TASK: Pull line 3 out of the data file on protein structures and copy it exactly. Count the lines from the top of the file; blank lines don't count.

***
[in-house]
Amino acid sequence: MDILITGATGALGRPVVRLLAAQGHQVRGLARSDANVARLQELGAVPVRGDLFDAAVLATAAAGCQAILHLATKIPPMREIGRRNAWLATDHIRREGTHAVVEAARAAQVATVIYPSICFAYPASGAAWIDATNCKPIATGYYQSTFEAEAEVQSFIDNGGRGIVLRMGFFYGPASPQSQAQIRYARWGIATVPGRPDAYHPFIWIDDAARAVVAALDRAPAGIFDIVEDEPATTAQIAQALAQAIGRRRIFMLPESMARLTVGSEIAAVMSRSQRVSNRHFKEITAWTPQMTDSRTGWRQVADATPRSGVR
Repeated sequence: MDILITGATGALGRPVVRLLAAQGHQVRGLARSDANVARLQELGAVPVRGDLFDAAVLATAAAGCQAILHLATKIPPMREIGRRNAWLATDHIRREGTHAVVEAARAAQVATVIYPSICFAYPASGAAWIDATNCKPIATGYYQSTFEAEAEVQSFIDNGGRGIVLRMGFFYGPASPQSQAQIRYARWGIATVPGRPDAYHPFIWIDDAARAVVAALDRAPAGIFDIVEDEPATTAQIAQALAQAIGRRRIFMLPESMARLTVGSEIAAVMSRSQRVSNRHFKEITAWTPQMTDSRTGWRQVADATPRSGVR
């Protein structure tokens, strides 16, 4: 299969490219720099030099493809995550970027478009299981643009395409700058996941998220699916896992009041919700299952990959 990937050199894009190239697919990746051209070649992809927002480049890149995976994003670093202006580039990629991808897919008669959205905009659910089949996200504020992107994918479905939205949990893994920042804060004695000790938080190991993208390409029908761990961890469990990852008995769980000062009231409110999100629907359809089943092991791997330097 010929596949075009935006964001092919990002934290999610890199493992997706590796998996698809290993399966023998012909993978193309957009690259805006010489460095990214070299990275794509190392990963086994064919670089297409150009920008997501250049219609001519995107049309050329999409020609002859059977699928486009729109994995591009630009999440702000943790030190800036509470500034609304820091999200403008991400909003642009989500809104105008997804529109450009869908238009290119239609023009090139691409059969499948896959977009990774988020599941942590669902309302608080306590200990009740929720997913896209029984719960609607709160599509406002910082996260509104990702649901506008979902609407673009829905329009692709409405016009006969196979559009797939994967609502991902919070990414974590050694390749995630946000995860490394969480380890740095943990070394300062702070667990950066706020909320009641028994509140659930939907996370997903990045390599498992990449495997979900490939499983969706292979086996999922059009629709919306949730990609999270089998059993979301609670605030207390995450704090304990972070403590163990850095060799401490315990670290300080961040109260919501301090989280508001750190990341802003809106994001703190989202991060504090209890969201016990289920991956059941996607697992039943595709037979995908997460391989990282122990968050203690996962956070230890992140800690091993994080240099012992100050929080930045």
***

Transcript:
Repeated sequence: MDILITGATGALGRPVVRLLAAQGHQVRGLARSDANVARLQELGAVPVRGDLFDAAVLATAAAGCQAILHLATKIPPMREIGRRNAWLATDHIRREGTHAVVEAARAAQVATVIYPSICFAYPASGAAWIDATNCKPIATGYYQSTFEAEAEVQSFIDNGGRGIVLRMGFFYGPASPQSQAQIRYARWGIATVPGRPDAYHPFIWIDDAARAVVAALDRAPAGIFDIVEDEPATTAQIAQALAQAIGRRRIFMLPESMARLTVGSEIAAVMSRSQRVSNRHFKEITAWTPQMTDSRTGWRQVADATPRSGVR